|May 1, 2000
Wasn't Going To Tell
Elevated Bacteria Causes Chlorination
by Stewart Lilker
Monday nightís village board meeting was marked by the return to village
hall of former village trustee, Vince Campion. He told Mayor Glacken,
"I told you last time I wasnít coming back here unless there was a
problem with the water and now Iím back. My wife is sick because she is
allergic to chlorine and you put chlorine in the water without telling
The water quality issue was the main topic
of discussion at the Board meeting. As of Monday, Freeport had been
chlorinating the water supply for one week. During the public portion of
the meeting, Ken Bagatelle, NW Civic Association President, asked why we
were chlorinating the water. The Mayor explained, "The coliform
(bacteria) level was slightly higher than normal. It has to be treated
with chlorination and flushed." Glacken told Bagatelle that since the
treatments began "the levels of coliform have come down to where they
should be and the situation will continue to be monitored closely."
We will continue chlorinating and a systematic flushing of the entire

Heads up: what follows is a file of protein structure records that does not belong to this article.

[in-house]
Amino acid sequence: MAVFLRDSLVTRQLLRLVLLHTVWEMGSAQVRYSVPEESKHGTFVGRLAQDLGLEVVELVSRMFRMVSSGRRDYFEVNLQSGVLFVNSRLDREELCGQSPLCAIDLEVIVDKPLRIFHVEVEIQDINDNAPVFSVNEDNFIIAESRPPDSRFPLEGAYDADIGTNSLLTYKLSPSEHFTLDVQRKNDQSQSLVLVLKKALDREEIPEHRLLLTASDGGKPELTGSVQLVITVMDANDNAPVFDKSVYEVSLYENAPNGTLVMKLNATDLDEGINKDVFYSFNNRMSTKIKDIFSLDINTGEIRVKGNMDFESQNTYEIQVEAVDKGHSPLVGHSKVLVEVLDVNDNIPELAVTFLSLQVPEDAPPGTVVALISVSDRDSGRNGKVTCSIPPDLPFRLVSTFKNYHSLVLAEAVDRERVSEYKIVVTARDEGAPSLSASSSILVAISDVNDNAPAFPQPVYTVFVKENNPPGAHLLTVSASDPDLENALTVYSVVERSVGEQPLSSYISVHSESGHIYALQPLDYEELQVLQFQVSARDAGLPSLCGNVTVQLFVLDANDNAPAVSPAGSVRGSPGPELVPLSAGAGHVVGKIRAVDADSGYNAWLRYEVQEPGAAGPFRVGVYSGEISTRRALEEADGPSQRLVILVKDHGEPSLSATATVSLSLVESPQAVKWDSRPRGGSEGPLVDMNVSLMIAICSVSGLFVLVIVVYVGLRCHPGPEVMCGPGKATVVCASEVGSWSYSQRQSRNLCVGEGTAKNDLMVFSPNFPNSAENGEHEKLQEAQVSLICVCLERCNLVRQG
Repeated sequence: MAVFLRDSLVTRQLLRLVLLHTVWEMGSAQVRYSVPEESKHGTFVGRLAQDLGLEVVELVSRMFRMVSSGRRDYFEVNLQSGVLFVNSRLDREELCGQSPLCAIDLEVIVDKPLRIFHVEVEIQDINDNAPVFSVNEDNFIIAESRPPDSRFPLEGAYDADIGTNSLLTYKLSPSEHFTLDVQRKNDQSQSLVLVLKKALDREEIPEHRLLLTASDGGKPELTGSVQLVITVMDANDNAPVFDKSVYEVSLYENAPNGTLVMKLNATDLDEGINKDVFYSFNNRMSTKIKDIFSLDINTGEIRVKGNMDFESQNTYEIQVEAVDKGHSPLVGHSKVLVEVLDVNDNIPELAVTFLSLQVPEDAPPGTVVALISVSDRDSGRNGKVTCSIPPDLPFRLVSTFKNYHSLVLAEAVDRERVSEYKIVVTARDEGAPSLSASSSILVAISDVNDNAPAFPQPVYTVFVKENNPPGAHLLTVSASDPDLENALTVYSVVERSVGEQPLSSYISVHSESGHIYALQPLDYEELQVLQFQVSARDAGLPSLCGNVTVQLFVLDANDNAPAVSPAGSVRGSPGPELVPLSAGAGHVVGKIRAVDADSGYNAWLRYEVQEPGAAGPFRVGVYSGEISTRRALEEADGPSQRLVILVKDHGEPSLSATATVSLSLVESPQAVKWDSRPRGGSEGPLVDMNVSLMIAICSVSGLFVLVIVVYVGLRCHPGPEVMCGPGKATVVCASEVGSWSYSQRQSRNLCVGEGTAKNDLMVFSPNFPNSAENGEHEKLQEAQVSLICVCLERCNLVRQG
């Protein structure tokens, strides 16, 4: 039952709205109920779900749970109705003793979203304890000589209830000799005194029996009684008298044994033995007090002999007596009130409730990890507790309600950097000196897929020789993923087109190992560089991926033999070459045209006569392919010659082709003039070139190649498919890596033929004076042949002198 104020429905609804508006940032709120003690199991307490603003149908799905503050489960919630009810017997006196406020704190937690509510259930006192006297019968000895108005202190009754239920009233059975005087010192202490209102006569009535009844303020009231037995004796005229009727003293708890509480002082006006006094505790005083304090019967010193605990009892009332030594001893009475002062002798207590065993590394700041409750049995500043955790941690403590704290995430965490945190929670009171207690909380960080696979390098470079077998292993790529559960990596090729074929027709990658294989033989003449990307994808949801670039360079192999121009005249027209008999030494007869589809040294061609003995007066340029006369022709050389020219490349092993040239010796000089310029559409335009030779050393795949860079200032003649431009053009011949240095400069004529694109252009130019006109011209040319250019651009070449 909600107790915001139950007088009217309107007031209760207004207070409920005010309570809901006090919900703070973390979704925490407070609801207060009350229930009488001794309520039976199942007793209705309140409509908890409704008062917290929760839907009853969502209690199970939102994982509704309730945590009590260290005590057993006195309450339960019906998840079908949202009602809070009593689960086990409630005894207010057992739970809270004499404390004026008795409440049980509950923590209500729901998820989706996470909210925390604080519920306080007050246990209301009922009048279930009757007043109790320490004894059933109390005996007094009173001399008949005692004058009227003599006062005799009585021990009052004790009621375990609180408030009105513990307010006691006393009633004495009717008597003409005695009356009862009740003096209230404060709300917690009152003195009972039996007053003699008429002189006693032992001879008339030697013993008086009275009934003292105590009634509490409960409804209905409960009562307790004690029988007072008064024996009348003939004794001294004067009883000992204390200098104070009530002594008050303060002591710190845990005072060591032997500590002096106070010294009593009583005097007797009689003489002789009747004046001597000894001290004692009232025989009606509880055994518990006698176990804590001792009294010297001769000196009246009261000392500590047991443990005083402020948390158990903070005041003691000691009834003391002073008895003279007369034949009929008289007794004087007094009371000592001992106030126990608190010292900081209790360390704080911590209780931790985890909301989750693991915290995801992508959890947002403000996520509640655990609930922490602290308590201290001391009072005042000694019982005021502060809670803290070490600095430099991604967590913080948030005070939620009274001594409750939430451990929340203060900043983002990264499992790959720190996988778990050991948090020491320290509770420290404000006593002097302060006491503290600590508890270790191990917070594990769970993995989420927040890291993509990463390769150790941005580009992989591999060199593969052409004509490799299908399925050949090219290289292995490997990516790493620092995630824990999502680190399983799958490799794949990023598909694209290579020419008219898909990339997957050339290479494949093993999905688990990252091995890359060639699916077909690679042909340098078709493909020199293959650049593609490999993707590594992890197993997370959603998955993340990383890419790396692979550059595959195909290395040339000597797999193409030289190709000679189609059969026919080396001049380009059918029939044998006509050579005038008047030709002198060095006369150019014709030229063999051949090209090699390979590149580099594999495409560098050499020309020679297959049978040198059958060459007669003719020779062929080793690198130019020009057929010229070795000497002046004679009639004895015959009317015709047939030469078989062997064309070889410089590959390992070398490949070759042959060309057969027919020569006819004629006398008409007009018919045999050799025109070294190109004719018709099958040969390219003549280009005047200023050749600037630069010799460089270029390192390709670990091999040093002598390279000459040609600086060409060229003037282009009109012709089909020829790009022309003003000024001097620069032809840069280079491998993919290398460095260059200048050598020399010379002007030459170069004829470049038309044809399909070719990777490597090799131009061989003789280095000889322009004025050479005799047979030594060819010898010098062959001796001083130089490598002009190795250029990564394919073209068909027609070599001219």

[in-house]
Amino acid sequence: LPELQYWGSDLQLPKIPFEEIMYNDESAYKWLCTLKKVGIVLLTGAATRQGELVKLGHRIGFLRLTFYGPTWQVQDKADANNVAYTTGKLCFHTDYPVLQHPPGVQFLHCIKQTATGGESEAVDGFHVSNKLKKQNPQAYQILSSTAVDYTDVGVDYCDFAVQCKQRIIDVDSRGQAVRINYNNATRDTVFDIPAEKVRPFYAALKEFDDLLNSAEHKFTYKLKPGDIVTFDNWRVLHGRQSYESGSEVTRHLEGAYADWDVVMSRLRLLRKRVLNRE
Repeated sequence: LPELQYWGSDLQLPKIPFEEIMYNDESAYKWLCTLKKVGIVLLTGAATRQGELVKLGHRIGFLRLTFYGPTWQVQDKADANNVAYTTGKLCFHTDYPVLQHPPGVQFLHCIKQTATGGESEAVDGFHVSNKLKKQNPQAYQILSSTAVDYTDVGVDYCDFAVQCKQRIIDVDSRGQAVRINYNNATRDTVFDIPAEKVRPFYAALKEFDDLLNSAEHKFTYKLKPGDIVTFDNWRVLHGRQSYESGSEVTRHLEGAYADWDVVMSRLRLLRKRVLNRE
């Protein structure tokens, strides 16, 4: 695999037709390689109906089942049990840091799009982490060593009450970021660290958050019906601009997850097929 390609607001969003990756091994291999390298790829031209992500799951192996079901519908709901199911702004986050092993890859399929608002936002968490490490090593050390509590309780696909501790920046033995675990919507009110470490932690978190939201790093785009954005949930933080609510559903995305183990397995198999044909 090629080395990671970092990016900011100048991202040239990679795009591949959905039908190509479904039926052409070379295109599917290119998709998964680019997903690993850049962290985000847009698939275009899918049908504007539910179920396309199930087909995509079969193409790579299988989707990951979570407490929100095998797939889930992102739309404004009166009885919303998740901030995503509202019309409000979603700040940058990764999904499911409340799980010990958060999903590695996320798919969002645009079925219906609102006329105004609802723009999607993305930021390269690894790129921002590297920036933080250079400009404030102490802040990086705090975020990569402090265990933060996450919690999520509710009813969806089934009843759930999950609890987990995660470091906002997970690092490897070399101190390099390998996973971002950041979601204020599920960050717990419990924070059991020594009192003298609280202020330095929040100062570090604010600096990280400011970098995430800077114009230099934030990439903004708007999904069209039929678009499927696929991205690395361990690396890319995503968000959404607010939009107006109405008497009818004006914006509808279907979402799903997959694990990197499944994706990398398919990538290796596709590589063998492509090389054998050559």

system." Glacken said that they would be chlorinating for the next
thirty days, or until the health department told them they could stop.
Glacken explained how the problem was
found, "We take about forty samples a month. In a couple of the
samples the readings were higher than permissible." Glacken didnít
know where the samples were taken. He told Bagatelle, "We shouldnít
pinpoint one area as opposed to another. Itís really a system wide
situation." Glacken said the water was absolutely safe to drink.
Trustee Campion asked the Mayor,
"There is chlorine in the water. It's going to be there for thirty
days. You donít think you have a responsibility to tell people that?"
Glacken responded, "We have to give a report to the public which is
due sometime in mid June giving a detailed explanation of what happened,
the steps that were taken and the results."
Campion asked, "I have to wait till
June to find out why?" Glacken said, "We followed the
requirements of the Health Department and that includes the reporting
requirements." Campion said, "If the law says you don't have to
do it, you're not going to do it no matter what. The public doesn't have
the right to know you're putting something into their water? My wife is